A few months ago, I was gifted The Food Lab by Kenji Lopez-Alt. It is a big honking, beautiful, brick of a book. If cooking is not your thing, it also works as an effective weapon against intruders.
If you like knowing the science and mechanics behind your food, this is the book for you. If you like to go off book when you’re cooking, maybe stick with “Do What You Want” Stew. His recipes can be meticulous, and specific, and frankly, a little involved, but having tried a good number of his dishes, the results are typically amazing. His recipe for extra-crunchy fried chicken is still some of the best fried chicken I’ve ever had.
I’ve mentioned previously, I use my Sundays to prep my food for the whole week, and all signs point to this being a long one. Cue breakfast! Breakfast is the best, you guys. I don’t understand people who don’t like breakfast.* There is nothing more comforting than a breakfast sandwich, a cup of coffee and a book, preferably about Queen Victoria. She was a weirdo, but she’s my kind of weirdo.
I digress. I remember once as I child, my mom saying, “we’re having breakfast for dinner,” and thinking it was truly the ultimate rebellion. Breakfast for dinner?! Get out of this town. Breakfast is for morning time!
I always was a rule follower.
So with a little help from my culinarily-rebellious half, let’s see how Kenji does breakfast. This week’s agenda: lemon ricotta pancakes, potato hash with corned beef, and bacon. Because of course, bacon.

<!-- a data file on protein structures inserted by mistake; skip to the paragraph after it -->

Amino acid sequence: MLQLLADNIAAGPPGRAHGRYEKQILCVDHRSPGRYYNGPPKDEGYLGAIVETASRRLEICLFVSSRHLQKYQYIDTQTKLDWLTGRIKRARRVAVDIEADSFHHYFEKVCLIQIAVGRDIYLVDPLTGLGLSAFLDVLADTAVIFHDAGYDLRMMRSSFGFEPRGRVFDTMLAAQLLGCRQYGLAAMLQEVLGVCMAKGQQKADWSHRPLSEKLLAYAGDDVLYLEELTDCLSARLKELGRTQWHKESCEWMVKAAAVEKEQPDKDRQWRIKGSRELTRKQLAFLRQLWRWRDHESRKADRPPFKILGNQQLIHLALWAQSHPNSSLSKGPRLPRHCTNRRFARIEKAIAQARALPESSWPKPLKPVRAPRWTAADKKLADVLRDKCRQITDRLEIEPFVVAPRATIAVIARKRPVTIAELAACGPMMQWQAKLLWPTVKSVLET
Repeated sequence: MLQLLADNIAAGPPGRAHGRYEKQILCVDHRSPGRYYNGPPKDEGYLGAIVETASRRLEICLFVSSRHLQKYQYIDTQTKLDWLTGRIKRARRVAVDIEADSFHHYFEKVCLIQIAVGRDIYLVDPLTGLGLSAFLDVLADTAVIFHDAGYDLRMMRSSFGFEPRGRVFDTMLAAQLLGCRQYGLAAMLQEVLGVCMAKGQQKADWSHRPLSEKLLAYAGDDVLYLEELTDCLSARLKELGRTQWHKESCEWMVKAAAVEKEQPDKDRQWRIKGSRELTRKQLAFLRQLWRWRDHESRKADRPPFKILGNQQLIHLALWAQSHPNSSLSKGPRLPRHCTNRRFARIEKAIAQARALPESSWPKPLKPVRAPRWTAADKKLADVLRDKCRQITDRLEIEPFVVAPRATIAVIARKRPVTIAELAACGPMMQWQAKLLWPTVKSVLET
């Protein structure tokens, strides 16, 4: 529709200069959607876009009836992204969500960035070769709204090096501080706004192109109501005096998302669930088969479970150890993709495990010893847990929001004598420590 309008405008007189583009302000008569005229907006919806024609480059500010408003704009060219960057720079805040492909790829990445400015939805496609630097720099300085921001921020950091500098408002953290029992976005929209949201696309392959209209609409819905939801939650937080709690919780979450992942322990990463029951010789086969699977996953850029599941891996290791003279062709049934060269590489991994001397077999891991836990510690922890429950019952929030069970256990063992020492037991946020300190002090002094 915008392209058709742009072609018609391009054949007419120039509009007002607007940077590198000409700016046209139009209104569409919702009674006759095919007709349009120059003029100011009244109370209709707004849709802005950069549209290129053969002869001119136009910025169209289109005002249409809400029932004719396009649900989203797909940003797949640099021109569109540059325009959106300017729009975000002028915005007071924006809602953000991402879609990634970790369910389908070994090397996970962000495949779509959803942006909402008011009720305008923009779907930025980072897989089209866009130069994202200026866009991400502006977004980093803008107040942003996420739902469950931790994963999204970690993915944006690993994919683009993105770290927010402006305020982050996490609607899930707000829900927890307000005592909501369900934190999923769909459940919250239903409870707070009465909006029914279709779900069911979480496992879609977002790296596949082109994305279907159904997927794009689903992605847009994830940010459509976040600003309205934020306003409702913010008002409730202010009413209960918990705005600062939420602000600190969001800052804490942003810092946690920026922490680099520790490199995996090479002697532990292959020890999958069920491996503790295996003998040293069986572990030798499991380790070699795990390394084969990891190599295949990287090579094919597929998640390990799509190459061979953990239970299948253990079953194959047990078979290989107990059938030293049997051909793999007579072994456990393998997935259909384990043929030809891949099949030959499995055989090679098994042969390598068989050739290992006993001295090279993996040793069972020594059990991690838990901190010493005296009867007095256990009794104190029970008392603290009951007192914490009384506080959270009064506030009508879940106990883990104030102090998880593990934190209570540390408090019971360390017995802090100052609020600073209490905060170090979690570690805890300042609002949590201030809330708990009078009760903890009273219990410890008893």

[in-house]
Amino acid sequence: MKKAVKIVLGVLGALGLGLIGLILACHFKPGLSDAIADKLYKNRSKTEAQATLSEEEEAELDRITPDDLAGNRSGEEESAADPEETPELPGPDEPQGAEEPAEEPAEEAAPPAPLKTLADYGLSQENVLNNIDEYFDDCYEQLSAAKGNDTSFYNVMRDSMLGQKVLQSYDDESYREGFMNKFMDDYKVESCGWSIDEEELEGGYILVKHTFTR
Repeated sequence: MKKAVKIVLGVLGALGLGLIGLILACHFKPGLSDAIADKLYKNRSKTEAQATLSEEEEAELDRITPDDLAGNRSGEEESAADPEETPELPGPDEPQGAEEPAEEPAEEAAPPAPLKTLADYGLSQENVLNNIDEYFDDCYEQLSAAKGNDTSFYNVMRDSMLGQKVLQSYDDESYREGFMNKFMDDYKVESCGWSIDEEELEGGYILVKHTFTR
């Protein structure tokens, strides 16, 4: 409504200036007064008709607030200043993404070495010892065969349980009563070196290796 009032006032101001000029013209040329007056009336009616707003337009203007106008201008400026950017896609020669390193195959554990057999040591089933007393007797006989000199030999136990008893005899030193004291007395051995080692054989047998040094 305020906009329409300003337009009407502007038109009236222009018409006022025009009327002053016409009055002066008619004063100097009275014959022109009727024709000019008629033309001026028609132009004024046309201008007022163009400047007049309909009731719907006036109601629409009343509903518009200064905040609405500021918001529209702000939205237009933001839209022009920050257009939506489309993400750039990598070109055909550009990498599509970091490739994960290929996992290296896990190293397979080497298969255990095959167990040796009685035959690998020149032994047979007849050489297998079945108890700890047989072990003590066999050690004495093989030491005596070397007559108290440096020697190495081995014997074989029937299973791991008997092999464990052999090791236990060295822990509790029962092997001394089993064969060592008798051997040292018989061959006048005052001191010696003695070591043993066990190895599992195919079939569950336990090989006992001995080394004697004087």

Lemon Ricotta Pancakes:Both the good thing and bad thing about The Food Lab is Kenji includes the recipe for everything. Everything. You get excited about a recipe, and get ready to cook, and suddenly you realize that you were supposed to make your own fresh ricotta and dry pancake mix for this recipe, as well as craft your own mixing bowl from clay you gathered during your travels.** But don’t worry, those recipes are all included.
Ultimately, I don’t think you’re going to ruin anything by buying pre-made ingredients from the grocery store, especially if you have a track record of not making cheese very well, but I tend to get a little paranoid about that, given how specific his instructions are.
For example, the recipe calls for 2 tablespoons of melted butter, that has been slightly cooled. How slight is slightly? Or the instruction to, “heat 1/2 teaspoon oil in a 12-inch heavy-bottomed nonstick skillet over medium-high heat until it shimmers.” Until it shimmers? What if I have a generally-shimmery outlook on life? I don’t, but what if I did??
In my kitchen shimmers=when I’m worried the pan is getting too hot, and my kitchen lighting isn’t conducive to shimmering so just do it already!
Snark aside, this was a pretty straightforward recipe, and truthfully, pretty lovely to prepare. Zesting lemons always leaves my studio apartment smelling nice and clean. And the reality is, my apartment is kind of nice and not at all clean. I chose to save the rest of the batter, and fix the pancakes on the spot throughout the week. That also allows me to change it up a little bit, if I want to mix in some blueberries and raspberries. Would I make it again? Definitely, yes.
I’m pretty sure I burnt them, but the pancakes had a nice subtle flavor that paired with the potato hash really well. And speaking of…